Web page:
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Pine branch covered in snow

Christmas Presence

Giving What We Need and Want Most

Charles E. Moore

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  • Tony

    I have been praying and asking God a lot lately what He wants of me. His reply to me seems to be "Just be present, be still". This is such a simple message and yet so hard to do. We live in a totally distracted world, always looking to the next thing. To be still, to be present is such an effort, its so alien to us. To listen is so difficult it's almost impossible. If we're not on the PC we're looking the remote for the TV. And yet when we stop, when we are truly present we come alive and I agree with the writer there is nothing like it, we realise this what we were made for, each other. Really enjoyed the article, we constantly need to be reminded, being human we forget easily.

My best Christmas occurred days before Christmas. I was twelve and had just come home from school. Mom needed me to get the Christmas decorations down from the garage attic and then help her hang all the tinsely mobiles from our living room ceiling. Why me? Where was everybody else? Why weren’t my older brothers and my older sister helping? In fact, why was the house so empty?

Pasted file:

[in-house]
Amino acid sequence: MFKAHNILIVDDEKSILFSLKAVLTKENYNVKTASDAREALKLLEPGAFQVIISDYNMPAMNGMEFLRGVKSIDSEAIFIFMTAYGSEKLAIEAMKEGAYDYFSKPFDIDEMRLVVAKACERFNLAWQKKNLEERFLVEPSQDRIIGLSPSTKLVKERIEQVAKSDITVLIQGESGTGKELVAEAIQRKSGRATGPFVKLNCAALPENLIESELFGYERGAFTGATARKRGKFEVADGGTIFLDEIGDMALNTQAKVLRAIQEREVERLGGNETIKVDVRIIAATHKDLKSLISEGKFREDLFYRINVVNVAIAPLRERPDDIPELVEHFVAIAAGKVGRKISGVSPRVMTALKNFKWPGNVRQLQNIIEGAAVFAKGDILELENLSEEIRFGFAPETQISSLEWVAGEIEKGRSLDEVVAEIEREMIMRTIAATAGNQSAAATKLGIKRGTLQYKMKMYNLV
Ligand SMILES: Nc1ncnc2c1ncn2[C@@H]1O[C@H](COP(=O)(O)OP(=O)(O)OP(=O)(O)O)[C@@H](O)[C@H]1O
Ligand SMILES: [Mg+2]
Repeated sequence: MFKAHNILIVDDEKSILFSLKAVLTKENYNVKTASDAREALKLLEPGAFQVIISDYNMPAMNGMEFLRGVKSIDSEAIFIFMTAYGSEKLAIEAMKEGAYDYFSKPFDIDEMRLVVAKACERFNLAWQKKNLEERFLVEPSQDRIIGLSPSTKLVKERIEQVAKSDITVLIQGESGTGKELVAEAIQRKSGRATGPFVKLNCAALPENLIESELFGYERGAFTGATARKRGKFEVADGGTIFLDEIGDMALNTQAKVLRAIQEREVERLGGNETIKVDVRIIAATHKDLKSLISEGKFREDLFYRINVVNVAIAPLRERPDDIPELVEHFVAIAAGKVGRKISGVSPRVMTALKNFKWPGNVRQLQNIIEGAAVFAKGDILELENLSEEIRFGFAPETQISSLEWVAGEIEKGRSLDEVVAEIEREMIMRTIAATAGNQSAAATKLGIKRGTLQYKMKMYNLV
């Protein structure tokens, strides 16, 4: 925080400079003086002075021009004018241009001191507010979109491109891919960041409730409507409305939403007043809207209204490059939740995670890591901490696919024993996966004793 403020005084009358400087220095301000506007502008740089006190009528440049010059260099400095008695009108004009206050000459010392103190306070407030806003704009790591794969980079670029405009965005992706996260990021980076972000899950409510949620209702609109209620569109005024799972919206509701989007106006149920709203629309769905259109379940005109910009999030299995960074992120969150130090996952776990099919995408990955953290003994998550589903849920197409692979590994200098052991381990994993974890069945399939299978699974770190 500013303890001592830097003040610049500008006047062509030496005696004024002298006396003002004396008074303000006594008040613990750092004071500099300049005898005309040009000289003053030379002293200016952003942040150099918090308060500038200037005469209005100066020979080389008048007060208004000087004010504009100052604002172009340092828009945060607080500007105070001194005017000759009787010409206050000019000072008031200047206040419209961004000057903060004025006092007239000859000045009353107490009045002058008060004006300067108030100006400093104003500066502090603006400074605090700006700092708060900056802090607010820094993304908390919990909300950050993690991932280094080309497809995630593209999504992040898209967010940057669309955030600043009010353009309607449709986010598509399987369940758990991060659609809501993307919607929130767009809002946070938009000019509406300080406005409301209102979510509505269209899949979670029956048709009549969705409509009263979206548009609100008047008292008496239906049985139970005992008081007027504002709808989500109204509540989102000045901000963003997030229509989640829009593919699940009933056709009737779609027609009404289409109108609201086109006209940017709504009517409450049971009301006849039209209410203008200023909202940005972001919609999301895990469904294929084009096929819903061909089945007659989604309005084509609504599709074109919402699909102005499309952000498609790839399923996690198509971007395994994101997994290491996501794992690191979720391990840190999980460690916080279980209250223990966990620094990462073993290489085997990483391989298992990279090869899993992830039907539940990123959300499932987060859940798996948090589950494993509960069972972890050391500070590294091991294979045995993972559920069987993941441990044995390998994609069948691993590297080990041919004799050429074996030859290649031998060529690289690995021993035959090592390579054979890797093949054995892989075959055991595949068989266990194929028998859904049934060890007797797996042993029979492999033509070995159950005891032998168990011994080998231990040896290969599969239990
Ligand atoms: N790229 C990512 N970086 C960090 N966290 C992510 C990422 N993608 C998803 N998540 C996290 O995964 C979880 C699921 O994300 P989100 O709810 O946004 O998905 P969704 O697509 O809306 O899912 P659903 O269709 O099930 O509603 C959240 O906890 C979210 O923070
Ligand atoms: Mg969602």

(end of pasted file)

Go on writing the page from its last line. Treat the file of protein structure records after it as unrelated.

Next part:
I still don’t know why, but for the next two hours I was alone with Mom – just me and her, side by side. And for the first time that I could remember, she was there wholly with me and I wholly with her.

What was so special about that afternoon? It was being with Mom. By filling the room with her love, Mom gave me the best Christmas gift I ever had – herself. She was with me, and I with her, and that was all that mattered!

The miracle of Christmas is that God came into our existence. “The Word became flesh and dwelt among us,” the Apostle John writes. There is no more astounding Christian fact than this: The divine became human. This is what theologians call the “scandal of particularity.”

Why is this so important? It’s because, as Kierkegaard reminds us, Christianity is not a doctrine but a fact. God entered time and space and took on human flesh – not to reveal doctrine but to reveal his glory.

The wonder of the Incarnation, of Immanuel – God with us – is that God came to us in person; he entered into a world ridden with social strife, ethnic and religious tension, a world locked in the chains of fear, oppression, and isolation. In so doing, he not only suffered our pain, but died under the weight of our guilt. God gave himself away – totally, unreservedly, vulnerably and unconditionally.

Christmas is a time of giving. But giving what? Presents? Dinner parties? Holiday cards?  Good cheer? Christmas should actually remind us that we have been created to give and receive more than gifts. We are meant to give each other ourselves. There’s a big difference!

Years ago my wife and I opened our home for street people to come to on Christmas day. We knew many of them personally as they had often rummaged through our alley garbage bin or chatted with us in our front yard as they pushed their shopping carts full of aluminum cans to the nearby recycling center.  This Christmas we thought we would simply invite them into our home. We would have a table spread with food and hot drink, a fire going in the fireplace, Christmas music playing in the background, and table games laying around in various cozy places.